In this article, we explore the first three of these. In the next one, we’ll look at the other two.

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Preliminary agreements: The alternatives

Preliminary agreements: The alternatives

Preliminary agreements are intended to bring certainty to an early-stage deal. You know, the ones. They often have soft, almost cuddly, names such as: “Letter of Intent”, “Heads of Agreement”, “Heads of Terms”, or “Term Sheet”.

However, if not handled with care, they can give rise to uncertainty and issues that take you by surprise, such as:

  • The other side enforcing some part of the agreement against you
    or
  • You being unable to enforce some part of the agreement against them

This builds on my recent article: Preliminary agreements: Is it safe to use them?

If a preliminary agreement isn’t right for you or for the situation in question (now you know they may not be so soft after all), what can you do instead?

Here are your key options.

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Preliminary agreements: Is it safe to use them?

Preliminary agreements: Is it safe to use them?

When buying or supplying goods or services, people sometimes use a preliminary agreement before finalising the main legal agreement for the commercial deal. They might also use one when buying or selling a business or company, before doing the main corporate deal.

This article looks at why people use them and explores whether or not it’s safe. My next article will offer some alternative approaches.

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Using completion or ‘locked box’ accounts when buying or selling a company or business

Using completion or ‘locked box’ accounts when buying or selling a company or business

All companies and businesses are made up of a collection of moving parts. As such, their accounts and financial position are always in flux.

This makes it tricky when you’re:

  • selling shares in a trading company
  • buying shares in a trading company
  • selling a business or business unit by means of an asset purchase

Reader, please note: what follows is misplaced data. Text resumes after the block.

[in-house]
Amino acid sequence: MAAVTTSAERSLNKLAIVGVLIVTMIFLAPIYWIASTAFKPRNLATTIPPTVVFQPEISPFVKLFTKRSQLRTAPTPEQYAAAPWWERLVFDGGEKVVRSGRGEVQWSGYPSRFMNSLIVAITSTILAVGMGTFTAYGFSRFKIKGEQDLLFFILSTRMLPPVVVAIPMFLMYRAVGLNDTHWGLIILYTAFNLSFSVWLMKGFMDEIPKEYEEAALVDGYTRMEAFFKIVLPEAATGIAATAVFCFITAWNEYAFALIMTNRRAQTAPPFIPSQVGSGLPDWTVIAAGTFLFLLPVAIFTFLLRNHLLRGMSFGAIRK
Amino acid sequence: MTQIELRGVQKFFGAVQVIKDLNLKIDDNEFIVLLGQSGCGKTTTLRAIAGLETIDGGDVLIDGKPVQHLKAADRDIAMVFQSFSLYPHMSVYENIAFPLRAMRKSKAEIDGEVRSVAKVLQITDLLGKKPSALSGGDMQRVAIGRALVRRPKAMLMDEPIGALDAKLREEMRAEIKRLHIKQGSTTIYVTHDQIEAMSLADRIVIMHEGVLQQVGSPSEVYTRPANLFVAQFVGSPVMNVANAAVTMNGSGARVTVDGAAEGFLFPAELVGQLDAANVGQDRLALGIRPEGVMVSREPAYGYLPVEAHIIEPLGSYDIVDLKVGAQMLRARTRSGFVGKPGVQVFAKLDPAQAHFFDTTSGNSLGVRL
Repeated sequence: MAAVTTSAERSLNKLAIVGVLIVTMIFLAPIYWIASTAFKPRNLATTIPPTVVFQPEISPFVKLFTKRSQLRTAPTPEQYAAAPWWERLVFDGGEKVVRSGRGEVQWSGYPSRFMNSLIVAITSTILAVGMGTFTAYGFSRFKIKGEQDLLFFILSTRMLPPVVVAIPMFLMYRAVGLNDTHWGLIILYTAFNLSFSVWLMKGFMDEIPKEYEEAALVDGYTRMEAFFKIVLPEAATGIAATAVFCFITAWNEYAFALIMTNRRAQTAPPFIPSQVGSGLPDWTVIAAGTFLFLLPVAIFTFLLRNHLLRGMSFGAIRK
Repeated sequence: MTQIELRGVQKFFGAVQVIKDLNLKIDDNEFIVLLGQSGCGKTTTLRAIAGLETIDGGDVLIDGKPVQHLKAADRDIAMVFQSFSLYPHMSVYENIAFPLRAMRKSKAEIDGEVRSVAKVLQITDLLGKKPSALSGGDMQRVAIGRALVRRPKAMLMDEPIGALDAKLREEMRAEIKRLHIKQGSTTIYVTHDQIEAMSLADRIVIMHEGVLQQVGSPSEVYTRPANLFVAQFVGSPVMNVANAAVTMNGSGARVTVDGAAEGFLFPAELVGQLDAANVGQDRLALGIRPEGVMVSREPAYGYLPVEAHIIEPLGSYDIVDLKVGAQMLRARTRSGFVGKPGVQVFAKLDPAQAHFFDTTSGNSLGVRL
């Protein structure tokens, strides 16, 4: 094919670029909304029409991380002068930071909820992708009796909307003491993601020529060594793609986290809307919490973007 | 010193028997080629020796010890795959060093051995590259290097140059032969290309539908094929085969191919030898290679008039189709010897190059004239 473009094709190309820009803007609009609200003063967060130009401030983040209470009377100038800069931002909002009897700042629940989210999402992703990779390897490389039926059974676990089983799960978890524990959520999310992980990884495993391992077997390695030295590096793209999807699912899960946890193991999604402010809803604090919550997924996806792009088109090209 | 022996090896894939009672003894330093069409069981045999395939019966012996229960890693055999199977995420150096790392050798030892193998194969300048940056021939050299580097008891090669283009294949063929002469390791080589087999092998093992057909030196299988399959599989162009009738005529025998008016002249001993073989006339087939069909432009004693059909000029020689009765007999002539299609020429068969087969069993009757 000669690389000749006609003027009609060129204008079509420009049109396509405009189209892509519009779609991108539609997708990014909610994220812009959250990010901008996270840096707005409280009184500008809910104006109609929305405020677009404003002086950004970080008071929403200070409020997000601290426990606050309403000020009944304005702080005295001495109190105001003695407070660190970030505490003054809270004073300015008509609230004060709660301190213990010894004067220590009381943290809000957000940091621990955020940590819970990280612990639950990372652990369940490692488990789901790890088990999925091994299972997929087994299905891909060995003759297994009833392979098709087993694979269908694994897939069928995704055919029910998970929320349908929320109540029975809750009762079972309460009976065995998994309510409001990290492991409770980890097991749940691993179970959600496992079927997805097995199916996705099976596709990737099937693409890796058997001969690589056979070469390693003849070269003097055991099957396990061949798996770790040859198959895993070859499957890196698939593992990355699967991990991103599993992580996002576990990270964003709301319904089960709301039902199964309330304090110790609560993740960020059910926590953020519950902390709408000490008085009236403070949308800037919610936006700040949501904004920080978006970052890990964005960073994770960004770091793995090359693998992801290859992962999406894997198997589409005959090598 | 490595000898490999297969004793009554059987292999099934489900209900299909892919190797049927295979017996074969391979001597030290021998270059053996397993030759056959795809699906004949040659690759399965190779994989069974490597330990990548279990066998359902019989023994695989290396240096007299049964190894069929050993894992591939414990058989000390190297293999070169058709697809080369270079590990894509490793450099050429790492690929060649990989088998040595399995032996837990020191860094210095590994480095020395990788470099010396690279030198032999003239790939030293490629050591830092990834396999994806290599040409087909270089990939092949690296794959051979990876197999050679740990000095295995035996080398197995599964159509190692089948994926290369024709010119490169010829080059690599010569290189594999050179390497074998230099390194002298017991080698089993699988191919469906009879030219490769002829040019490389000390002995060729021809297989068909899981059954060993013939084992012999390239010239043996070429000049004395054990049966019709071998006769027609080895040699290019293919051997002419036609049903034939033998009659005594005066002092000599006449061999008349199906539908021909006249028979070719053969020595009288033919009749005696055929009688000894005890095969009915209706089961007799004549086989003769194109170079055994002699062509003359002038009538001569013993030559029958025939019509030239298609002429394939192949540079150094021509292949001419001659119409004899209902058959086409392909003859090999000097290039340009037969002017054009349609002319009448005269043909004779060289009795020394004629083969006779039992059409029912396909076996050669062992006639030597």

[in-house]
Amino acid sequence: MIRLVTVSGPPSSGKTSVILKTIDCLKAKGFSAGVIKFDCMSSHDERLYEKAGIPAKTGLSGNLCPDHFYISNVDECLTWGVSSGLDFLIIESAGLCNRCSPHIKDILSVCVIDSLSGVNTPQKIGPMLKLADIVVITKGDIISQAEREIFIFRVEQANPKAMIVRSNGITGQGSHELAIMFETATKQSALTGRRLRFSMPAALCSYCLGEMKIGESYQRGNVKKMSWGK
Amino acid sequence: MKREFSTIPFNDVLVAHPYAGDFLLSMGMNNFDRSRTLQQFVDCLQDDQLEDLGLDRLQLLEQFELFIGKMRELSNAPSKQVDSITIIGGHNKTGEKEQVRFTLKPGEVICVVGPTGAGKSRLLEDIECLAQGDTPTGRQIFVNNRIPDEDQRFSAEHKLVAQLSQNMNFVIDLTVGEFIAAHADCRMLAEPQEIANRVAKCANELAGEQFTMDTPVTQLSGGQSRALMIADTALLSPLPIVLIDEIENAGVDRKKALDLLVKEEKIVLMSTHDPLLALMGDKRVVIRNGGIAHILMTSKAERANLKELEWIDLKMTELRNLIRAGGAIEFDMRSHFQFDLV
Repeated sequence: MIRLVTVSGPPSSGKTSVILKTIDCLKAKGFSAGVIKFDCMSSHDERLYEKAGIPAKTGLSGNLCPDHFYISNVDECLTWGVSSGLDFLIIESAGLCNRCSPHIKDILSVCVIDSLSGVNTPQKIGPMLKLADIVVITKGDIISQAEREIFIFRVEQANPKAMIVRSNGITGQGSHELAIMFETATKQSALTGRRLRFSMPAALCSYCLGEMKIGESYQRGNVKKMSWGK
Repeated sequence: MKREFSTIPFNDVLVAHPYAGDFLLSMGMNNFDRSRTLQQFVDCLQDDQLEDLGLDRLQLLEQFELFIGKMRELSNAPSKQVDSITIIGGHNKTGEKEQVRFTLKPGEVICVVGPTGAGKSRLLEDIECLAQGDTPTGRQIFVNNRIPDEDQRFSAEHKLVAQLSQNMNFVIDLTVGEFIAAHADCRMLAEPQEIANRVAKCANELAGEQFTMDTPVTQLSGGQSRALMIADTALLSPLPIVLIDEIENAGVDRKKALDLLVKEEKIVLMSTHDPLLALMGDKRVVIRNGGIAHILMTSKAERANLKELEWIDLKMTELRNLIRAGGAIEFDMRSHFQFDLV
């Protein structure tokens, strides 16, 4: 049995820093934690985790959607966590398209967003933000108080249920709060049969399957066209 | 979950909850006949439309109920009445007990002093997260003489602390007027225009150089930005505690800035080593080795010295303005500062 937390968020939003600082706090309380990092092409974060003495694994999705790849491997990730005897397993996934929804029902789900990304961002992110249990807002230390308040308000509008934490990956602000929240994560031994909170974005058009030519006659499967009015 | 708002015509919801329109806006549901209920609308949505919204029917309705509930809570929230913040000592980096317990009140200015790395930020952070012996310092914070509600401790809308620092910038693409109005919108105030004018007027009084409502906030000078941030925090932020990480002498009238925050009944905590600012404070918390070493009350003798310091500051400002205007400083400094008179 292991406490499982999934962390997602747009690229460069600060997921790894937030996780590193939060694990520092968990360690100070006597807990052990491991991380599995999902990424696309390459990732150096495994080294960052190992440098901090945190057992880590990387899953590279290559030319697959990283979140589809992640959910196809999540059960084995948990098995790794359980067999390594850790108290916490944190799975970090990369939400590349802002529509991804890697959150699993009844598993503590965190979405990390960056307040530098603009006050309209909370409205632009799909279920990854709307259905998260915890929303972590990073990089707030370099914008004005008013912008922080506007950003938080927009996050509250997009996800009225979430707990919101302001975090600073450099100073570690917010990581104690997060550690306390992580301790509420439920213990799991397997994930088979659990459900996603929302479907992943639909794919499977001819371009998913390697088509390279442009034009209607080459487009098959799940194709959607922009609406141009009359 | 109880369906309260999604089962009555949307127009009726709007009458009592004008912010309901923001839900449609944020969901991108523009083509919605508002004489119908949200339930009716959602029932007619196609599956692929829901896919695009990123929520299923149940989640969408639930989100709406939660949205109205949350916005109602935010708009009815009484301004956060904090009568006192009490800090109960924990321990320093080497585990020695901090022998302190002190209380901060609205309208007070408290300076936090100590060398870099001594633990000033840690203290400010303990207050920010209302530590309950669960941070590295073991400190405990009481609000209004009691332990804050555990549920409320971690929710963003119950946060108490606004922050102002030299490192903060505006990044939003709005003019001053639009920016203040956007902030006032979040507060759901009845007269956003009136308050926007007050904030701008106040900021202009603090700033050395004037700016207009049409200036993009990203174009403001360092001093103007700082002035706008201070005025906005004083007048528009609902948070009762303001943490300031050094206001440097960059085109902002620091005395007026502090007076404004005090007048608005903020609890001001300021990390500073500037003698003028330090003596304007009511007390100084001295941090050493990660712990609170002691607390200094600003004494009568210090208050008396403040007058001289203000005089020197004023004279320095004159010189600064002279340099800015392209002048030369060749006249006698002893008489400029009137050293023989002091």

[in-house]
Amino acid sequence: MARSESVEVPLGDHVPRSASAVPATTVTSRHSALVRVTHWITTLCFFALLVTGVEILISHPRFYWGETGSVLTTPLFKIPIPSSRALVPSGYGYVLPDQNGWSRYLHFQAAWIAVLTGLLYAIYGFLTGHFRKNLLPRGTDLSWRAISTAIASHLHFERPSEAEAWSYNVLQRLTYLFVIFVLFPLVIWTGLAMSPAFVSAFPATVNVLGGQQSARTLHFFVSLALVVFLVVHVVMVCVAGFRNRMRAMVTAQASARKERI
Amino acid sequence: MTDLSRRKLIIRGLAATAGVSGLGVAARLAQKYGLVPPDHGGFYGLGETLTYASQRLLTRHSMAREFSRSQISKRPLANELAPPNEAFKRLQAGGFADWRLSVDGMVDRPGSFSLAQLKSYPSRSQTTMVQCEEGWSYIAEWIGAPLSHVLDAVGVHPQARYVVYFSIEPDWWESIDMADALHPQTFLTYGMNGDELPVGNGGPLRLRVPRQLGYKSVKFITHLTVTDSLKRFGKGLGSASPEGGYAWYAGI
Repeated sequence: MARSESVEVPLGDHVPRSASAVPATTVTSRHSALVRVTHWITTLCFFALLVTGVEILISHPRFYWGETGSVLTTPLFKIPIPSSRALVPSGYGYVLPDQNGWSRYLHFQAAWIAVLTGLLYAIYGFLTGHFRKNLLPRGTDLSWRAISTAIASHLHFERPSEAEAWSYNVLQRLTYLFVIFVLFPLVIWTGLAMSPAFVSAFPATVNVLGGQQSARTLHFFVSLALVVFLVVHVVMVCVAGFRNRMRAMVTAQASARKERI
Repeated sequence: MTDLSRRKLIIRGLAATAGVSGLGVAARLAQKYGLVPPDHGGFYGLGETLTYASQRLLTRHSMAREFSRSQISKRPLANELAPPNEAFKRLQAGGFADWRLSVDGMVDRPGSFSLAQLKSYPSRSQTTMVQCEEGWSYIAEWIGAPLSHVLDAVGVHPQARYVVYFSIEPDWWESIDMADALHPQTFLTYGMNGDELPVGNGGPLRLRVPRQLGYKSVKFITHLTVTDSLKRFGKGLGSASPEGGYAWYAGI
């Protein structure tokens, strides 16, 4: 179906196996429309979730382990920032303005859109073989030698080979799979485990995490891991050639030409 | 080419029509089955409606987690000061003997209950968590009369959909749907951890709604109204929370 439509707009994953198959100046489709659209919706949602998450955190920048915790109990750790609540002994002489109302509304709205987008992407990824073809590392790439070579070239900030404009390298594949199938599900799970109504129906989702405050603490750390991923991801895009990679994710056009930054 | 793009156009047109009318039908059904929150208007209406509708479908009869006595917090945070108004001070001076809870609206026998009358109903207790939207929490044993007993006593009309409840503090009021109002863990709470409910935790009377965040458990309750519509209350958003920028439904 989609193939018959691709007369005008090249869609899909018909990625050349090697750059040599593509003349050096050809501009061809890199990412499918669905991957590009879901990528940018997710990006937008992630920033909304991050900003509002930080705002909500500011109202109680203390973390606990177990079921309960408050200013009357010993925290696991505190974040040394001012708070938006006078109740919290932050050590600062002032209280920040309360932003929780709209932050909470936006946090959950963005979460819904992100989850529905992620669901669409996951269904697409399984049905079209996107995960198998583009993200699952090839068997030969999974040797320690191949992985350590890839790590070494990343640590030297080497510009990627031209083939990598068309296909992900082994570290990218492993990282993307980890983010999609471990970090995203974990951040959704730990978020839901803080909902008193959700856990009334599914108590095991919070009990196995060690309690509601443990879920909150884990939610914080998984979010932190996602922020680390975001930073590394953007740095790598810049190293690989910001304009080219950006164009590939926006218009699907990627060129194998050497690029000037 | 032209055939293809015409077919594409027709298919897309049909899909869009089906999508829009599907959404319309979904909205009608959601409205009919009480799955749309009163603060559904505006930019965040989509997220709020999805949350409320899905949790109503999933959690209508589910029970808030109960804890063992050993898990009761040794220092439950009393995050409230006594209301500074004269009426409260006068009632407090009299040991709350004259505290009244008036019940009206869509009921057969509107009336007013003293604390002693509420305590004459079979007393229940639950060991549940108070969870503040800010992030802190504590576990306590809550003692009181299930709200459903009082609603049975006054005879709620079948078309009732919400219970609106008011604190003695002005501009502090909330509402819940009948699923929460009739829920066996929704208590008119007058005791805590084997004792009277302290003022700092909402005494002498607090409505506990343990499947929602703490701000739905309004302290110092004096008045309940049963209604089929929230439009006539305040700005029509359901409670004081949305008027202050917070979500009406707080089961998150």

• buying a business or business unit by means of an asset purchase

When you initially start negotiations, the completion date may be some way off. This means it can be hard to decide the price, as the financial position and set of accounts you use to form the basis of your negotiations may well change over the period of time it takes to get the deal done and completed.

This article explores the established conventions for dealing with this situation.

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Things to watch on the legal landscape

Things to watch on the legal landscape

Nothing stays the same for long. Here are some of the potential changes coming up in 2022 that you need to be aware of.

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Loan notes, a useful alternative to a loan agreement

Loan notes, a useful alternative to a loan agreement

When you borrow money for your business, it’s likely to be under a loan agreement. But there is an alternative – loan notes.

I’ve had to review some quite complicated loan notes recently, so this article explores why you might consider them over a loan agreement (which is typically simpler).

This article builds on my previous one: Considering a loan?

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Marie took the time to understand our business, which made her advice very pertinent and useful.